Golf Loses a Television Legend, Frank Chirkinian Passes Away

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Golf Loses a Television Legend, Frank Chirkinian Passes Away
Jamie Squire/Getty Images

Frank Chirkinian, the legendary CBS producer, passed away today at the age of 84, and golf fans the world over owe him their respect and heartfelt thanks.

For nearly 40 years, Chirkinian produced the Masters telecast for CBS. 

Nicknamed "The Ayatollah," a nickname he admitted to liking ("It beat being called Adolf."), he is considered to be the father of televised golf. He is credited with mounting cameras on the blimps that fly over sporting events, although he did admit that they don't add much to the telecast.

Chirkinian was known to be very hard on his crews and on-air talent, but he was also fiercely loyal to his people, as they were to him.

It was at the Masters that he made his name, though, becoming a legend in sports broadcasting. Whenever you saw a beauty shot of Augusta National, The Ayatollah was behind it. Whenever an announcer had the presence of mind to not talk over the story the images were trying to tell, you could be sure Chirkinian was screaming in the announcer's ear to "shut the hell up!"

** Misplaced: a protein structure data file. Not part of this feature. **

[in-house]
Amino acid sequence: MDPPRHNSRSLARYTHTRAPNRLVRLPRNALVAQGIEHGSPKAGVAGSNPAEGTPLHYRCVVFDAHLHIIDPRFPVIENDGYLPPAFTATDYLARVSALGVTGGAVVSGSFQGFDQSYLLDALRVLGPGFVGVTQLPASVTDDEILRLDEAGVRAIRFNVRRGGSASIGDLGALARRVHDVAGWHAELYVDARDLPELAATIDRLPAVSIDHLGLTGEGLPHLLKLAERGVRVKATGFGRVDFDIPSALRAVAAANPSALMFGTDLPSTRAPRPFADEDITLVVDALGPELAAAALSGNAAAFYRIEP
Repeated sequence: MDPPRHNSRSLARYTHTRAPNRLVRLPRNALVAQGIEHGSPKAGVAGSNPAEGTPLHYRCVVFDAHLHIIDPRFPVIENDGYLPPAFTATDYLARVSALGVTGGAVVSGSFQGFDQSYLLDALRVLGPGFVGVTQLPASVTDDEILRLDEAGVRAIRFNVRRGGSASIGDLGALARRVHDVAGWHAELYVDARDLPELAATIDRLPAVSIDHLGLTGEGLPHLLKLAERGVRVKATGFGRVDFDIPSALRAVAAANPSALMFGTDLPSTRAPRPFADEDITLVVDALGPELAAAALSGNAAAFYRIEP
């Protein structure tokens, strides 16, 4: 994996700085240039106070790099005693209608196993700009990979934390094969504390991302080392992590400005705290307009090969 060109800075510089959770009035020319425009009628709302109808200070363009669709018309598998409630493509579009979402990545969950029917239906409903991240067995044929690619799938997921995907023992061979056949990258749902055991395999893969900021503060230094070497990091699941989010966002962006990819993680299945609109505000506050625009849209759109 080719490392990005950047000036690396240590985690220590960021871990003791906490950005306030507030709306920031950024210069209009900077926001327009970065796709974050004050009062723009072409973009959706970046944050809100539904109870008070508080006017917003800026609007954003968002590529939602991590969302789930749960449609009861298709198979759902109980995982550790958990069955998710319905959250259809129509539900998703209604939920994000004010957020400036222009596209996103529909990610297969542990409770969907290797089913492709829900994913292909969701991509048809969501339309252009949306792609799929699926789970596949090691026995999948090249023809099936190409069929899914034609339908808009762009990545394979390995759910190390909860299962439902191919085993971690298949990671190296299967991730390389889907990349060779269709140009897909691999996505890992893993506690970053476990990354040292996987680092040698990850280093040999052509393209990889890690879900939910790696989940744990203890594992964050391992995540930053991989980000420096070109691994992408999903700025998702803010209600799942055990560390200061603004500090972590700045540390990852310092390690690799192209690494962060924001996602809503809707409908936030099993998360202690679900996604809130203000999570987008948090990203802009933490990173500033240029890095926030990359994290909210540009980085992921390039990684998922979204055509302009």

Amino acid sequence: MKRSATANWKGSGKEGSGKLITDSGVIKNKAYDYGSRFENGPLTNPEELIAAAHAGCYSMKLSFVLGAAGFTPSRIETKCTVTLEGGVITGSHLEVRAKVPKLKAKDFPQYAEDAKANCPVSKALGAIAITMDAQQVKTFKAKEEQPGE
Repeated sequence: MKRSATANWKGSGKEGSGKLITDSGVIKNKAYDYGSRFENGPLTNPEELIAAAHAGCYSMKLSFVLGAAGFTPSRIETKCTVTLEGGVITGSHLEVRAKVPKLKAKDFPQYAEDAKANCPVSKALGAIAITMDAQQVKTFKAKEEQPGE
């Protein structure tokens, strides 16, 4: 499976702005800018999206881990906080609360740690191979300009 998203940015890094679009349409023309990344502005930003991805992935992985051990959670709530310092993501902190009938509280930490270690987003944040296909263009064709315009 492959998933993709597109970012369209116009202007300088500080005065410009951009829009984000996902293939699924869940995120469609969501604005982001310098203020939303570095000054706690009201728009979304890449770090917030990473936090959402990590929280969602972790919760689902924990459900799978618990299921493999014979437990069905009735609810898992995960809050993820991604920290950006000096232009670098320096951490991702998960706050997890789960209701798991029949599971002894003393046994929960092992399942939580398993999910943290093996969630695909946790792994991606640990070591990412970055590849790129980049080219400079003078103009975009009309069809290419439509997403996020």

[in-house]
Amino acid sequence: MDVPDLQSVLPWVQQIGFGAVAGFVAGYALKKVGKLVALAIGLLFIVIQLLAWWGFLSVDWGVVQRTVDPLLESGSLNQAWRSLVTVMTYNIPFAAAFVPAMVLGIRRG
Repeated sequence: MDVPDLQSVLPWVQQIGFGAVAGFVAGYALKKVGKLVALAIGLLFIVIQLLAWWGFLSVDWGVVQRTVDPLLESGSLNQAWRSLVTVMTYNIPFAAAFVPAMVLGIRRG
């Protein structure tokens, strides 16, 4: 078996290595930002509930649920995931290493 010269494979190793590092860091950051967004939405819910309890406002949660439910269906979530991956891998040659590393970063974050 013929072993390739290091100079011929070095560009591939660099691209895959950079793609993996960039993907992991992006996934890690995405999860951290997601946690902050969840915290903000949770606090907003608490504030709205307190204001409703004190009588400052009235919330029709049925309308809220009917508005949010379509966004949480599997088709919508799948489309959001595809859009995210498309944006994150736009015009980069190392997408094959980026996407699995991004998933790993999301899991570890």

Not much consideration is given to the people behind the scenes, whose voices you don't hear and faces you don't see.

But behind every camera is a cameraman, and overseeing it all is the producer. Chirkinian was one of the best ever.

He did make one notable appearance in the movies, playing himself in the movie "Tin Cup."

In the movie, the title character is pounding ball after ball into the pond fronting the 18th green in the final round of the U.S. Open, refusing to move to the drop area much closer to the green.

Chirkinian, in the role so familiar to him as the producer of the telecast, says, "Somebody tell this clown he doesn't have to hit it from there." (4:34 mark of the video)

It would be easy to imagine Chirkinian saying that very thing if the situation had been real.

Chirkinian was set to be inducted to the World Golf Hall of Fame and deservedly so.

It is conceivable that our view of golf on television would be markedly different, if not for Frank "The Ayatollah" Chirkinian. 

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